I guess you all know the song “A few of my favourite things.” There are some people who have kind of an oral fixation, or one concerning smells — agreed, how we react to smells and tastes is so deeply buried in our subconscious that we cannot ever control it. Yet, I have more than a slight addiction to sounds. Sounds that allure me, sounds that tease me, sounds that go on my nerves beyond what is bearable.
I have to say, I score more than a few points on the test chart for ADHD; even if this doesn’t inhibit me during work or in everyday life — I just cannot bear background music, e. g.. For me there is no such thing. I have to listen. I can tell, five years after, when I have been to a concert, which note was sung which way and what graces were made, how the tempi were, etc..
In contrast to that, I have an awful mind for names, and forget plots of books or movies almost instantly after reading/watching which can be quite embarrassing at times — on the other hand, I can watch movies a second time and still be surprised by plot-turns.
I like to see; I would miss it if I were blind — of course I would. Yet, I would miss the ability to hear far more. Sounds are able to haunt me. Not just as everybody seems to have a catchy tune sticking to their brain for a day or two, but I am actually hearing the song though there is no music playing. It is like with headphones, I really hear it. I first discovered it when I was around twelve, and was convinced that during the break the orchestra was playing something they just played before — it was not even something I am particularly fond of, some Haydn concerto. Nosy, as I am by nature, I tried to sneak closer, looking for the source of the sound, only to find that there was none. I covered my ears with my hands, and was amazed, rather than scared, that it was just me.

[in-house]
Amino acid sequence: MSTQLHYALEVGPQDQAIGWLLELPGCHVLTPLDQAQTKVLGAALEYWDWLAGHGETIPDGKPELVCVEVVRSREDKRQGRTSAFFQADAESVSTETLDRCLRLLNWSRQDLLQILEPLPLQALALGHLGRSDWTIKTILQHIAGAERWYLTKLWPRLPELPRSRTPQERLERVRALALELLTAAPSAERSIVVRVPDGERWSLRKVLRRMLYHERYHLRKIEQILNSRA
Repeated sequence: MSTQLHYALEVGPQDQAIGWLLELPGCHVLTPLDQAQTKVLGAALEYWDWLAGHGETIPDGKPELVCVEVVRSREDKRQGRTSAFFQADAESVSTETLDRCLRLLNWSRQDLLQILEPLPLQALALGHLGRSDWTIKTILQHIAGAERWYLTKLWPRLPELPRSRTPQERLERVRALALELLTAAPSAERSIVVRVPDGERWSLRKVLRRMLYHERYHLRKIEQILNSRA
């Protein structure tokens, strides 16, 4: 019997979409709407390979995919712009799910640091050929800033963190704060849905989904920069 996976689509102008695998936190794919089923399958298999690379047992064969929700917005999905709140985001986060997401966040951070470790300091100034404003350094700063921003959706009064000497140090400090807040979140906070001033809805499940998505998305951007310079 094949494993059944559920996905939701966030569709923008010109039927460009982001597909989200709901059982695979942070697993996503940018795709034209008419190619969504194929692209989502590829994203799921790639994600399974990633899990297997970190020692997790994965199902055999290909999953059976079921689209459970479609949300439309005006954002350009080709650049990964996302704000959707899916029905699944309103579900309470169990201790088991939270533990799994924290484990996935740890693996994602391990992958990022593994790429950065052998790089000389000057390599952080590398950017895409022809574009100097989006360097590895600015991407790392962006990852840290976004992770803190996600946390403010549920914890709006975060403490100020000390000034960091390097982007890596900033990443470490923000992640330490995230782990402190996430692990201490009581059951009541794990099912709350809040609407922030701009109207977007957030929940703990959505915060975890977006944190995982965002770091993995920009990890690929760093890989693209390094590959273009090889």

So, I guess, my like as well as dislike for some sounds runs deeper than with others. What are my favourite sounds? Some voices, accents, my granddad cursing in prussian accent, my daughter sleeping, breathing with a content half-snore…
The weirdest mass-experience I ever witnessed was by the way at a concert of “Tin Machine” with David Bowie. He was around fifty at the time and past his dressing-up stage personas phase. He just had a jeans on, a shirt he stripped off during the concert and the audience in the winter quarters of Zirkus Krone in Munich — imagine a circus arena in shape, but built in stone — was benevolent, to say the least.
(This is not the particular performance, just to give you an idea of the tour.)
I was in the second row, brushing up to the two cute transvestites in the row before me who let me half cling to their shoulders so I could actually see something despite their feather boas which was a plus. In a break between two songs, Bowie walked up to the mike, did nothing but look into the audience at an undefined spot, stretch out his hands to the sides and… breathe. Nothing more, nothing less. No twitch of the face, no change in expression, nothing. Just breathing. Slow, then slightly ragged, a bit faster… Never in my life have I seen an audience freak out like this — still careful not to make too much sound themselves to still be able to hear the breathing; so imagine a floor packed with people gasping like in mid-orgasm.
Concerning music… What I love:
(btw: buy the CD; youtube audio quality is awful and only gives an idea about the quality of the voice and the great recording)
What freaks me… and not for any of the reasons you might think: The badly set compressor used for the effect is what horrifies me. If you have ever been working in any technical field of the music industry this sounds sends a shiver down your spine, along with the thought something is terribly wrong; and that it is probably your fault, too.